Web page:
Self-Growth Is Not Comfortable, But Don’t Be Held Back

“Discomfort is a wise teacher.” -Caroline Myss

This past year has consisted of one profound test after another in the love department; each person I became involved with unearthed another area for improvement within myself. Whether that meant moving at a slower pace or learning more about healthier attraction patterns, it has been a rocky path full of self-growth. The most uncomfortable choice I’ve had to make, however, was to be more decisive about what I want and need from relationships. I’ve chosen to default to singlehood unless there is someone who truly deserves to be integrated into my life.

I lead a wonderful life –I don’t need someone else beside me. That doesn’t mean I don’t want someone, but rather I don’t expect them to complete me or want them there as a placeholder. I kept finding myself in relationships with men who didn’t understand me, and I didn’t understand them either. Strong feelings for each other weren’t enough to sustain us. What I needed to do was  redefine for myself the parameters of developing a healthy relationship with others. Oftentimes I doubted myself when I would let go of people who didn’t fit what I needed in order for a healthy relationship to flourish, but that doesn’t mean I made the wrong decisions. These were simply growing pains.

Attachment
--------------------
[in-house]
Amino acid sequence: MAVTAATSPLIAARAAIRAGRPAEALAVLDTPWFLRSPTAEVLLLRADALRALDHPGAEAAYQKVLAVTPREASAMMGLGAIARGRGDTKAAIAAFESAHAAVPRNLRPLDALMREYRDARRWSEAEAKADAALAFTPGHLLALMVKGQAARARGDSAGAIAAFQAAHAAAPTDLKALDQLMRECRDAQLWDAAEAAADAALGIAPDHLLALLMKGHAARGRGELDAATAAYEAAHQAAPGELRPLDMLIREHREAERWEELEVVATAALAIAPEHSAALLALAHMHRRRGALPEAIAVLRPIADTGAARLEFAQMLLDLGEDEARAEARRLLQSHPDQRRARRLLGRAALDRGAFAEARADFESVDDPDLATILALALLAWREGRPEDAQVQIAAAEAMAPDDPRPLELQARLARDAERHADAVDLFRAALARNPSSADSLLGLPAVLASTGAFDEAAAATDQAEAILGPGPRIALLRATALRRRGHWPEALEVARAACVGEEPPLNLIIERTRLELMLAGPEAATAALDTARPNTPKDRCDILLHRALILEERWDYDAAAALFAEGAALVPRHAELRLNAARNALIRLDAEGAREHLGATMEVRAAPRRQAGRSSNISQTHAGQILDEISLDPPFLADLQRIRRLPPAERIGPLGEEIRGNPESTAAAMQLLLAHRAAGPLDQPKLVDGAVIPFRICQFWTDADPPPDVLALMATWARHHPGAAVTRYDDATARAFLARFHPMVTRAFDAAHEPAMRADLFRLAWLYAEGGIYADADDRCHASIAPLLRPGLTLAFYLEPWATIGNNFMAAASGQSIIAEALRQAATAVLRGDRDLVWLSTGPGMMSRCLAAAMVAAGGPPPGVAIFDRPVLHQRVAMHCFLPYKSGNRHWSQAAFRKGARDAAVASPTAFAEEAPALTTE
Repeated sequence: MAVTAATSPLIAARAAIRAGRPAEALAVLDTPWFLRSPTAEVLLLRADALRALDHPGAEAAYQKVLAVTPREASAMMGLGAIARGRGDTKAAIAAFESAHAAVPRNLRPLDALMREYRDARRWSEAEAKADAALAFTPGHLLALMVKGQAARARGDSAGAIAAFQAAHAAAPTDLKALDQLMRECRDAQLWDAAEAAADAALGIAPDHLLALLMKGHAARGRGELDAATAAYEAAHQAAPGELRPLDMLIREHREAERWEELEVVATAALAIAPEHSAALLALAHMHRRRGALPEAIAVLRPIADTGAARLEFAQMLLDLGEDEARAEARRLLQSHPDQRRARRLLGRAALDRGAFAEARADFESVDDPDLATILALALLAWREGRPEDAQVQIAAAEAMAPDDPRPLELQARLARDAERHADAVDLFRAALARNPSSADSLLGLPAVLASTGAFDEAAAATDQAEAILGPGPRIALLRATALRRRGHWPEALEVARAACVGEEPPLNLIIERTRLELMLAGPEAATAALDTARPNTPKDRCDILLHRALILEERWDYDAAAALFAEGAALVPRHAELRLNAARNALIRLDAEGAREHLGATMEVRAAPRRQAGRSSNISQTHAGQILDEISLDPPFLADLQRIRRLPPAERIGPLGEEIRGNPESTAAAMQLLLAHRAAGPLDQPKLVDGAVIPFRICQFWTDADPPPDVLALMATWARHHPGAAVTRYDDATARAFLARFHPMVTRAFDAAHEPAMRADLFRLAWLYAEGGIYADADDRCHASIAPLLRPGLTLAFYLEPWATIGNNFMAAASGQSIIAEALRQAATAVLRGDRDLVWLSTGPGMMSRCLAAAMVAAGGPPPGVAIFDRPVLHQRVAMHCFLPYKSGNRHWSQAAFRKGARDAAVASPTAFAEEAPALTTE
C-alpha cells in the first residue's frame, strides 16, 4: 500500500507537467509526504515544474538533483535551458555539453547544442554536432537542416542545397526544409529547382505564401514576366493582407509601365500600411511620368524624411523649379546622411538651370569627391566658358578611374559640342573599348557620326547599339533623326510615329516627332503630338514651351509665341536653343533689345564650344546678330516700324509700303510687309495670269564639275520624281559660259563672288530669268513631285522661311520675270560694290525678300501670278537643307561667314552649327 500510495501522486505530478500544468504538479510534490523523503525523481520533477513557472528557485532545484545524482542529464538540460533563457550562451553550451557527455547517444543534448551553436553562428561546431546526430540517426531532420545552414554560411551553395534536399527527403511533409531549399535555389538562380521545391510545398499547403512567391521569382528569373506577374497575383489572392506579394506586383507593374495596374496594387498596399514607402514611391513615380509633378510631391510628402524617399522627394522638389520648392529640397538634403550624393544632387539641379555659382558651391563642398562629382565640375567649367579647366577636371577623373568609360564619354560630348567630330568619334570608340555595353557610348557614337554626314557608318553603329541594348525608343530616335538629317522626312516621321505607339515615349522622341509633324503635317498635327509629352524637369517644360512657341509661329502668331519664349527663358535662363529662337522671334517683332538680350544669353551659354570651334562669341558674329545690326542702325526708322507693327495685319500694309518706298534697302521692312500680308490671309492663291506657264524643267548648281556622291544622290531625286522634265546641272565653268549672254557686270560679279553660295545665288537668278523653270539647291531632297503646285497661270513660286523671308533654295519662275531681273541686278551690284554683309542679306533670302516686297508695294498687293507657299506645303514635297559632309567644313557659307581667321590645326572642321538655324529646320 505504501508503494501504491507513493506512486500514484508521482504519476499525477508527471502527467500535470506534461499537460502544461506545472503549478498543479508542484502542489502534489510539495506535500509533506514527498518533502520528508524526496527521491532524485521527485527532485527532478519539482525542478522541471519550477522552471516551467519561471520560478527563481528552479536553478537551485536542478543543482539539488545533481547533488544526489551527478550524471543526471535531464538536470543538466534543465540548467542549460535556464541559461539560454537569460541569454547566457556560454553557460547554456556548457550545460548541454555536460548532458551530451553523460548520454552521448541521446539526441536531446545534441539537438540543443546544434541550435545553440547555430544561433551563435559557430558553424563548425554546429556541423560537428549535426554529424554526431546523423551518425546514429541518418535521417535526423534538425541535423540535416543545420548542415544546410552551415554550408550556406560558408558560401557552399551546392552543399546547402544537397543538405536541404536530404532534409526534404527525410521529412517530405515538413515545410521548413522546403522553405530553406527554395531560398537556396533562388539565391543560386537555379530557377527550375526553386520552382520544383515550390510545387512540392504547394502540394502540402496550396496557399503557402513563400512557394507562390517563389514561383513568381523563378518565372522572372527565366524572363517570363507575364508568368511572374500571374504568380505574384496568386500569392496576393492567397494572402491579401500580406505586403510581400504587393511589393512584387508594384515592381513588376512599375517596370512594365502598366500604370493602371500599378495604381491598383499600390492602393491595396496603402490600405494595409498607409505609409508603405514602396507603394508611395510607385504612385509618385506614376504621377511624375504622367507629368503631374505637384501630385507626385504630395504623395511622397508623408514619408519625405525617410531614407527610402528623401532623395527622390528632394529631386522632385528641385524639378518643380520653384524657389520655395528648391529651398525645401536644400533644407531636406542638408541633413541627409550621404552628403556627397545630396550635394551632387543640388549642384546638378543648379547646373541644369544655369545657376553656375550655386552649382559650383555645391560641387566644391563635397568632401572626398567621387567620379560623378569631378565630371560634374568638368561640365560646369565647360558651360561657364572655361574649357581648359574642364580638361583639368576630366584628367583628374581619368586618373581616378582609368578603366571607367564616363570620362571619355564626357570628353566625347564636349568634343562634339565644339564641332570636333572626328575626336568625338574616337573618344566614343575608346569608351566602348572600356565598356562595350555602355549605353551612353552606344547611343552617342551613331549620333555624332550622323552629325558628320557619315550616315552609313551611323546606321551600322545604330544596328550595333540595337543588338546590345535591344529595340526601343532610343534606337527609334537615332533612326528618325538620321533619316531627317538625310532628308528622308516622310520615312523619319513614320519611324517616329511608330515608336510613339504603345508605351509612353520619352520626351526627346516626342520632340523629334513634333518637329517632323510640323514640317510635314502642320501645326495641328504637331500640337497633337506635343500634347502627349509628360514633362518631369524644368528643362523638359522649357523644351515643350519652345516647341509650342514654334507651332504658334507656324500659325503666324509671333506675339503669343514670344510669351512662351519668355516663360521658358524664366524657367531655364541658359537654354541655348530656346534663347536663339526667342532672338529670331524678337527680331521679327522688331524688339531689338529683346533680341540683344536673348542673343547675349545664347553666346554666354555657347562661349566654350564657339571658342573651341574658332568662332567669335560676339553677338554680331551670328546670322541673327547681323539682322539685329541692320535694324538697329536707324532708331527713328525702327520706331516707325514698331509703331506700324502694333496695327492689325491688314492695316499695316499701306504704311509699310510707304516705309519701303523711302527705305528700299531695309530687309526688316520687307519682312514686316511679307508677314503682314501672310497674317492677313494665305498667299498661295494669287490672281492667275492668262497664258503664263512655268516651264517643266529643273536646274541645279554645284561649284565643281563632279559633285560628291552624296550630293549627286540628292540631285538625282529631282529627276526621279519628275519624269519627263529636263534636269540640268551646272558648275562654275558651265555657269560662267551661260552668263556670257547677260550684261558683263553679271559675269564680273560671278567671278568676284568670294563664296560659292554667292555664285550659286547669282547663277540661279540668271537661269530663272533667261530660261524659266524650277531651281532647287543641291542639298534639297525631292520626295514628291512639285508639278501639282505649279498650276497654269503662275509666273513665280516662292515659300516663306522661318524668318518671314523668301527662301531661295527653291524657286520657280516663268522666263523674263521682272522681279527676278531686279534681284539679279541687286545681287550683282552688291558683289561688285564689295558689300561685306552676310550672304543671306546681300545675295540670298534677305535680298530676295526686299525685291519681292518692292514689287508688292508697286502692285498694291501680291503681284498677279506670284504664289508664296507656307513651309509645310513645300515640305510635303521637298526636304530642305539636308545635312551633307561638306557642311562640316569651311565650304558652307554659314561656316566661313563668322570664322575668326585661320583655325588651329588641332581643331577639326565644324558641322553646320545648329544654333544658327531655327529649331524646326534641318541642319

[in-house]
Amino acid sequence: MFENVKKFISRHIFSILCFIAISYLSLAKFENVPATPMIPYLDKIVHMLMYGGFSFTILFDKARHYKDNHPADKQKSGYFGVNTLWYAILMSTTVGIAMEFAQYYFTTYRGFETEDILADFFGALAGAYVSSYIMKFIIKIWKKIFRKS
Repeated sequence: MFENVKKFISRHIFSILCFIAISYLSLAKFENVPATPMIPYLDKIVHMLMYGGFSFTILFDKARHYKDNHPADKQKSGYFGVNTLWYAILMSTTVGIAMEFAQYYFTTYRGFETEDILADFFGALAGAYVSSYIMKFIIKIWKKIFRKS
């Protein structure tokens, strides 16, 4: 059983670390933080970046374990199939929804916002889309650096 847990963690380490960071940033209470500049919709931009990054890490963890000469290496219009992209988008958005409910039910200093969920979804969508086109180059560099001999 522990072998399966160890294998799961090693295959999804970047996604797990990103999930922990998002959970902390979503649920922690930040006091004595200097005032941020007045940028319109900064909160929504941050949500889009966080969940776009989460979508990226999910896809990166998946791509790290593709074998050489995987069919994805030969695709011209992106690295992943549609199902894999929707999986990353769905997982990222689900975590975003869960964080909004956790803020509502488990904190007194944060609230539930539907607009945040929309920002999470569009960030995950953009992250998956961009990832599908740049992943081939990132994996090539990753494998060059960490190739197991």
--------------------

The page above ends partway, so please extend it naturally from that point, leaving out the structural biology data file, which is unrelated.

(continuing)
Change can be very uncomfortable. You may start to doubt the ultimate positive impact of the changes you want to make when discomfort begins to arise. This does not necessarily mean you won’t be able to make these changes; however, it means that you have to push through that period of discomfort until the changes become integrated into your life. For example, you may want to cultivate a deeper sense of self-love and try different techniques to do so, such as  regularly making lists of what you love about yourself or repeating a mantra such as I love myself, I love myself, I love myself. You may feel uncomfortable with that because you might be used to the opposite: I hate myself. A deeper sense of self-love will develop over time as it become more familiar. Crossing well-established boundaries into new territory feels weird, but it’s important to reach your full potential.

For me, I was familiar with certain sets of attraction and relationship patterns that were ultimately self-destructive. Allowing myself the freedom to be independent and to choose those who are best for me felt weird. Sometimes people default back to familiar destructive patterns because they feel more safe and comfortable with them, but that’s simply a trick of the mind. Let yourself embrace the discomfort and make real change in your life.